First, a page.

A new worldwide educating for the future index created by the Economist Intelligence Unit (EIU) and commissioned by the Yidan Prize Foundation, indicates that the policy environment for education in Nigeria is poor at a score of 23.7%, which accounts for the country’s overall low rank of 32 in a survey of 35 global economies.
The index, which gauged the relationship between broader societal trends and future-skills education, indicates that Nigeria needs improvement in all three domains evaluated, including policy environment, teaching environment, and social economic environment, with policy environment having the worse score and placing 34th position of the 35 sampled economies.
Nigeria’s teaching environment was scored 37.4 percent and occupying the 30th position, while the social economic environment was rated 27 percent and standing in the 31st position.
The poor performance in the three areas handed Nigeria an overall standing of 32 (31.2%)of the 35 economies sampled, ahead of Egypt at 33 (28%) and behind South Africa at 23 (54.3%).
Of 35 economies surveyed, New Zealand, Canada, Finland, Switzerland and Singapore ranked in the top 5 in the index with scores of 88.9, 86.7, 85.5, 81.5 and 80.1 percent respectively.
According to the EIU, the index was developed to assess the effectiveness of education systems in preparing students for the demands of work and life in a rapidly changing landscape.
The EIU noted that the 35 economies covered in the index represent 88 percent of global GDP and 77 percent of global population
“It is the first comprehensive global index to evaluate inputs to education systems rather than outputs such as test scores, and concentrates on the 15-24 age band in 35 economies,” it said, adding that the index results relied on broader societal attitudes, including those toward cultural diversity, the treatment of women and freedom of information.
“Education systems cannot be expected to address next-generation global challenges if their socio political backdrops are insular, repressive and hostile to new ideas. In general, economies with liberal economic and social traditions perform better in the index,” it stressed.
The EIU noted that the rapid development of digital technology and the globalised nature of economic systems are creating an entirely new set of educational challenges for the world to adapt to, saying that workers of the future will need to master a suite of adaptable interpersonal, problem-solving and critical-thinking skills, and navigate an increasingly digital and automated world.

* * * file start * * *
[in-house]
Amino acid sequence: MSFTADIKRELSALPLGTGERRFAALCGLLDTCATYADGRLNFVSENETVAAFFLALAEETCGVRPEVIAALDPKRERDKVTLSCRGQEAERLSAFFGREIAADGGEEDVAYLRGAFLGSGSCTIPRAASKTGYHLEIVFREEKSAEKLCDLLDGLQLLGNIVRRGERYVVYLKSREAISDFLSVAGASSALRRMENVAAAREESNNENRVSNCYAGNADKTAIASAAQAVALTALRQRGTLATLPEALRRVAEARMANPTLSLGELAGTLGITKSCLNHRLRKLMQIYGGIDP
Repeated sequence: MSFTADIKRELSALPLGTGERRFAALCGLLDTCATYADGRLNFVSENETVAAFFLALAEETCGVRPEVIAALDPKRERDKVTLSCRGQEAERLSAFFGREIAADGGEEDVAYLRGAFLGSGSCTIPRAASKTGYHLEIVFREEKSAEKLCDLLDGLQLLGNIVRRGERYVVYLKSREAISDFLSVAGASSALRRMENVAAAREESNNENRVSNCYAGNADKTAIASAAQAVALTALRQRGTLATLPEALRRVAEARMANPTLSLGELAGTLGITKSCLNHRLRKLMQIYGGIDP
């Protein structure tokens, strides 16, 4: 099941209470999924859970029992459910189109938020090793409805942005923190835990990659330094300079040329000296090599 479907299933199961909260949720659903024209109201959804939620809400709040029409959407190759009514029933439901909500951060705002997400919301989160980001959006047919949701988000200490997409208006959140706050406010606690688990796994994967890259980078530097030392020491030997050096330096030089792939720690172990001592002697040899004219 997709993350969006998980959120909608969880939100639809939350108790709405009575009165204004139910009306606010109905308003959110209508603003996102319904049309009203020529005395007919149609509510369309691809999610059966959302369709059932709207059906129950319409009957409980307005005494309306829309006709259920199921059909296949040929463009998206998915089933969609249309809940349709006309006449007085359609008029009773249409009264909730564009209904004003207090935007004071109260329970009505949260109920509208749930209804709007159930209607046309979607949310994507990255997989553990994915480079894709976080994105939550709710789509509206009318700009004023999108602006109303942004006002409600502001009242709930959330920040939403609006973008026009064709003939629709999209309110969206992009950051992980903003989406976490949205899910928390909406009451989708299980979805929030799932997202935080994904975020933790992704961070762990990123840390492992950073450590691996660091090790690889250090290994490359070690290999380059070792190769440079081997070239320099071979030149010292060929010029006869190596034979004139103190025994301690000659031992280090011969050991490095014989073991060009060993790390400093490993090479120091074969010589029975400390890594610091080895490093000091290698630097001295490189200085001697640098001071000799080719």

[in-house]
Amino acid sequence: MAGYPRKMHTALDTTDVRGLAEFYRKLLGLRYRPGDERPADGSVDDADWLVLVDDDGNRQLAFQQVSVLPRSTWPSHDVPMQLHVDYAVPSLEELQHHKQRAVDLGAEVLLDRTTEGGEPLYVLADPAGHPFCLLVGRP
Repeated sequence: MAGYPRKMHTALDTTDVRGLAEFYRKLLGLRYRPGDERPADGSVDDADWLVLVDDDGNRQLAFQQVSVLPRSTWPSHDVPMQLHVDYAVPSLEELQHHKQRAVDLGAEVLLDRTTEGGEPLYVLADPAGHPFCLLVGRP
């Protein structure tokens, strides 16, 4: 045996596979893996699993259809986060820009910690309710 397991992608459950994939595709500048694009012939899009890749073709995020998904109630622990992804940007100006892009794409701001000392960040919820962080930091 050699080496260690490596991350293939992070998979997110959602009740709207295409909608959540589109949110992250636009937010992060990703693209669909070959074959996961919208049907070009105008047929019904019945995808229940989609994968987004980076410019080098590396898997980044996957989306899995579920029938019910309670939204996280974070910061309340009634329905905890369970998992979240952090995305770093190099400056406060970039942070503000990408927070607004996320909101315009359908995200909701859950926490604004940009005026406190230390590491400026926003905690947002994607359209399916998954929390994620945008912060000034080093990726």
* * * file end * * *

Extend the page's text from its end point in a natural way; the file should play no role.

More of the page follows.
The index specifically noted that too many governments are not doing enough to prepare millions of young people for seismic changes in work and life, that millions of young people are not being taught effective and relevant skills, leaving them unprepared for the complex challenges of the 21st century.
It said crucial areas such as project-based learning and global citizenship are being widely ignored. It is not enough to simply teach traditional subjects well, stressing that education systems need to adopt new approaches that help students learn skills such as critical thinking, collaboration, and awareness of global concerns like climate change.
The index recommended that:
- Policy needs to be complemented by a pool of talented teachers well-equipped to guide students in gaining future skills. An effective system must be built on resourceful and highly capable teachers, who are willing and able to tackle the challenges of preparing students for an ever-evolving and complex future. Teacher training is also a particular bright spot: nearly half of the economies surveyed demand teachers hold bachelor’s degrees in teaching, and all require at least a university education;
- Classroom walls must be broken down. Education must not stop when students step out of the classroom. Teachers and parents need to equip them with the skills and attitudes to apply academic concepts to the outside world. They must see learning as an organic process, not one confined to traditional teaching environments;
- Pay for teachers and adequate funding for education are important, but money is not a panacea. There is a link between monetary inputs to education systems and success in the index; and
- A holistic and future-ready education system is inextricably linked with societal openness and tolerance.
“Our research suggests that governments could stand to devote more resources to cultivating teaching, in particular, raising the salaries, profile, and prestige of the profession.
“Though simply boosting budgets is not an all-encompassing solution, it can show to what extent education is a priority for policymakers with limited resources. Some lower-income economies, for example, spend a far higher share of their GDP on education than rich ones,” it concluded.